Fall has officially begun; cooler temps, the kids back to school — and definite, if subtle, changes at the farmers markets. Alongside the later tomatoes and peaches, apples & root vegetables have arrived, and the winter greens are making a re-appearance, too.
So what’s next in Slow Food’s Preserving the Harvest series? Fermentation! The staff at Slow Food tempted chef Didi Emmons and her trusty assistants into teachingÂ two kimchi preparations: a chunky, traditional-style kimchi and a more delicately cut local Macomber turnip version.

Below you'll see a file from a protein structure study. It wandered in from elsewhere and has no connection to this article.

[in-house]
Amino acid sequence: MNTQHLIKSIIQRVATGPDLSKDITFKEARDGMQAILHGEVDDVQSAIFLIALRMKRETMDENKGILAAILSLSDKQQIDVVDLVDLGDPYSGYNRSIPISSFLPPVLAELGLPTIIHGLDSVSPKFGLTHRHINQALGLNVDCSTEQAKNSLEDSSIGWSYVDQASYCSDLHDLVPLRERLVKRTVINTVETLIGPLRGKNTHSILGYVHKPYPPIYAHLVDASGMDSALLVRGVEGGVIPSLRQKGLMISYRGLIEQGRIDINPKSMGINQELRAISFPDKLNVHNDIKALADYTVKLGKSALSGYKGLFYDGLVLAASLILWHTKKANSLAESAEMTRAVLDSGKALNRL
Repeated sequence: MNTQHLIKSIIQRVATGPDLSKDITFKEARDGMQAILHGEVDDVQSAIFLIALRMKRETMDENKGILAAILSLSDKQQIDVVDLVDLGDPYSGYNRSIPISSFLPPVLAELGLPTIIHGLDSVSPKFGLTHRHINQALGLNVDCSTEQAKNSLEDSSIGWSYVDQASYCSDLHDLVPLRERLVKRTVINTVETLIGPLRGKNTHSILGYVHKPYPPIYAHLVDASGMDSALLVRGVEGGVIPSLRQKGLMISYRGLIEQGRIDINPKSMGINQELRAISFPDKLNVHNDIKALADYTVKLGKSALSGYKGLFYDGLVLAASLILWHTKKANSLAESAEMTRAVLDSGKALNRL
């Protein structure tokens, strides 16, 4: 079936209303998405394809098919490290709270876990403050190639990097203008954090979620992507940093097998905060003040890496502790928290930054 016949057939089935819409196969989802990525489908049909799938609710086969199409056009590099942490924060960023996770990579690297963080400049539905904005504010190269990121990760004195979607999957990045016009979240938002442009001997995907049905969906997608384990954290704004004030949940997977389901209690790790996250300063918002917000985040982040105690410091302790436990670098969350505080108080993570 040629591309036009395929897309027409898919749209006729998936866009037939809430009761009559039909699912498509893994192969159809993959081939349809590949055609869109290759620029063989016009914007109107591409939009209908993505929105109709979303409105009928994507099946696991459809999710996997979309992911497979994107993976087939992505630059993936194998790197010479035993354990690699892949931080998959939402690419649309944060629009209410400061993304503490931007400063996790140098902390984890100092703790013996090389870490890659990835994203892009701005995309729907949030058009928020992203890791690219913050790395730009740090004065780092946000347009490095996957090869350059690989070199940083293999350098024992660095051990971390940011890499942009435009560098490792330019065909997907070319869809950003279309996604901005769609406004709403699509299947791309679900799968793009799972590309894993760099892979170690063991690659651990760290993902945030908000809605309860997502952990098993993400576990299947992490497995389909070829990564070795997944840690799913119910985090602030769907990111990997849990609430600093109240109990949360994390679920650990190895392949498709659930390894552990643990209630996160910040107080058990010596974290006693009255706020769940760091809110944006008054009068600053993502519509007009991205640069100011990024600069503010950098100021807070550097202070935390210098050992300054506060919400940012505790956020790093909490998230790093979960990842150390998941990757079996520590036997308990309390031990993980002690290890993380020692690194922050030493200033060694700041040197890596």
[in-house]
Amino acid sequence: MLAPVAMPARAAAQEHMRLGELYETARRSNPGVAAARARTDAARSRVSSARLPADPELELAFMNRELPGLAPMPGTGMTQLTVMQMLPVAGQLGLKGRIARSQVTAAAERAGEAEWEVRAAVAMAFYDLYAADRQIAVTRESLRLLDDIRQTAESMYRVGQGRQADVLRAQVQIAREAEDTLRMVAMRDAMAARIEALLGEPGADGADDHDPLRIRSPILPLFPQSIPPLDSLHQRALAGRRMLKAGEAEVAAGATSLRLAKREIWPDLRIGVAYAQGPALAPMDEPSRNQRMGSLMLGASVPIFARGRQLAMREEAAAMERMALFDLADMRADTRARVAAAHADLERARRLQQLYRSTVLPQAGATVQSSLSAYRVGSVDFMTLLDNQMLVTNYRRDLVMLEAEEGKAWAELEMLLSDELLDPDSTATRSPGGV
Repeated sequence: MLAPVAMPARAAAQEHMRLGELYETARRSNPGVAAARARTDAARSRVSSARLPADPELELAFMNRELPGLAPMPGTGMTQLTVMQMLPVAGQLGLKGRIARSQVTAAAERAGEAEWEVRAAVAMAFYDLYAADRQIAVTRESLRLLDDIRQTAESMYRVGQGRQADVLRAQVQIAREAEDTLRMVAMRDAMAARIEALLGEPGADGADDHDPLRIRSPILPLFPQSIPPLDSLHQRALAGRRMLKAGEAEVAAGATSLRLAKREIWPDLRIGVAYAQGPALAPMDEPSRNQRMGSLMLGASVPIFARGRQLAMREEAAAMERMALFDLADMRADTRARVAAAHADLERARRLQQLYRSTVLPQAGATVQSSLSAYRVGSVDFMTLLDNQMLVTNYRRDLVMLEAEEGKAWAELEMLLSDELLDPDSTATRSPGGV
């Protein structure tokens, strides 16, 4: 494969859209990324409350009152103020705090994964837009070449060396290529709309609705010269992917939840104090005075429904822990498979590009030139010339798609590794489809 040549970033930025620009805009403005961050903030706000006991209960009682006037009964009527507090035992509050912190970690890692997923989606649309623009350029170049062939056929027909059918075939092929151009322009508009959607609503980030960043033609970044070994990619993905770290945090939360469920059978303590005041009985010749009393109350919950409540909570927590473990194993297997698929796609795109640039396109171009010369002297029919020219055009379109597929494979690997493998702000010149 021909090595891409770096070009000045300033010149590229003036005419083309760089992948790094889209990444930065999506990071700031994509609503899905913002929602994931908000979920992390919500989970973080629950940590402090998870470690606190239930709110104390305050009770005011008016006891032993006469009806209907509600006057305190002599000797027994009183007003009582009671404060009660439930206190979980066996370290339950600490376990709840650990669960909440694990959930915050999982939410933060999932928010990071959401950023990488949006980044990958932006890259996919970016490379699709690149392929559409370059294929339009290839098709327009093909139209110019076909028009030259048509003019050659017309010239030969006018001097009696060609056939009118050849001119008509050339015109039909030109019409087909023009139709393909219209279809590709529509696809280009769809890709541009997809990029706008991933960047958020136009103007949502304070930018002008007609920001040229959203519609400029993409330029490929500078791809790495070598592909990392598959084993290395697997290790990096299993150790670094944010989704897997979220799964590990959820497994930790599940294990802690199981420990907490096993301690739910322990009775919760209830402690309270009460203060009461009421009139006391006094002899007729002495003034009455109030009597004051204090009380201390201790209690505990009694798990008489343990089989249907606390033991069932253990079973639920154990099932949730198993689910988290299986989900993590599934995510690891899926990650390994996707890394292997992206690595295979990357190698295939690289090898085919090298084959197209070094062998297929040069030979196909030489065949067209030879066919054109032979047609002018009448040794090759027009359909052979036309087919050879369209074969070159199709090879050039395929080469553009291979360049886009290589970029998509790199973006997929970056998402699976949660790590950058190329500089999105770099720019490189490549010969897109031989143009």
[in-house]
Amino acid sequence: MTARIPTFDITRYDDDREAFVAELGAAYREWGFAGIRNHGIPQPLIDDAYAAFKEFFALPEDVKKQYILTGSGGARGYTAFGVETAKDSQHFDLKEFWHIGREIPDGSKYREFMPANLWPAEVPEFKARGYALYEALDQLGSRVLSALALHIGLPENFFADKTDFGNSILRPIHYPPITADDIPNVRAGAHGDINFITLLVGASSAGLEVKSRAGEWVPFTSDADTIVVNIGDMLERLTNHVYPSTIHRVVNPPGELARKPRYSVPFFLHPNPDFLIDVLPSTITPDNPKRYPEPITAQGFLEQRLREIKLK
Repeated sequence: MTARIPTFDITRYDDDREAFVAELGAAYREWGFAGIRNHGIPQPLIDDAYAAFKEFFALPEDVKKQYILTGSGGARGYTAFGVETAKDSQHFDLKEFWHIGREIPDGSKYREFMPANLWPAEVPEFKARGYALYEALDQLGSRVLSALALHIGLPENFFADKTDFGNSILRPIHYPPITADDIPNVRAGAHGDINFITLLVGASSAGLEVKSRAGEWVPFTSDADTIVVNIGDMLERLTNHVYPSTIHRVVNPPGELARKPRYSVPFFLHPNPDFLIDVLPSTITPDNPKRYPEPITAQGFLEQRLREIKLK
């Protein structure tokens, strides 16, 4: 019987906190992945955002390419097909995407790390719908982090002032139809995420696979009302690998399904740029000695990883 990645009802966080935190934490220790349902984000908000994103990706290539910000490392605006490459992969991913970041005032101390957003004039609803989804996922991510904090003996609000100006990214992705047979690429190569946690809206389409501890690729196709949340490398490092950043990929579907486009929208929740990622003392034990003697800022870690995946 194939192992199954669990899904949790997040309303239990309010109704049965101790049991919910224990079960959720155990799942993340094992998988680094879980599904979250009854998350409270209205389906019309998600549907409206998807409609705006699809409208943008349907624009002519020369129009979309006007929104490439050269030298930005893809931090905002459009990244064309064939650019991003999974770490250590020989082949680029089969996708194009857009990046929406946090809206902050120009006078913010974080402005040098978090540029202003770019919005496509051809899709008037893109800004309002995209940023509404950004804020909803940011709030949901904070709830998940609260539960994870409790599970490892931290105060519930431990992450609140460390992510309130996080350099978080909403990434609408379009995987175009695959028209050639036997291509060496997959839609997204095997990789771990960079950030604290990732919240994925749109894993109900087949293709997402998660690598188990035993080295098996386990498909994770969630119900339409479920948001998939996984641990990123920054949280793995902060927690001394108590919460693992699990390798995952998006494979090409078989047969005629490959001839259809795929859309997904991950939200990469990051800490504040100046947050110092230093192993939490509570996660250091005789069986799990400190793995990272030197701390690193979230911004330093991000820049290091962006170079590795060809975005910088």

Kimchi is simple to learn and incredible delicious (especially when homemade). Plus, it’s good for you! Fermented foods have topped the headlines over the past few years for their nutritional and healing properties.
You’ll start class discussing the nutrition side of things, with Didi highlighting the importance of incorporating live macrobiotic foods into our diets, and then use veggies fresh from local farms to prepare the kimchis to take home and ferment.
And you’ll get to taste some previously made kimchis at the end of class, too! Fee is $40, advance registration required.Â Click on to www.slowfoodboston.com to register.
Haley House Cafe is located at 12 Dade Street (immediately off Washington Street) in Roxbury. Directions can be found on their website.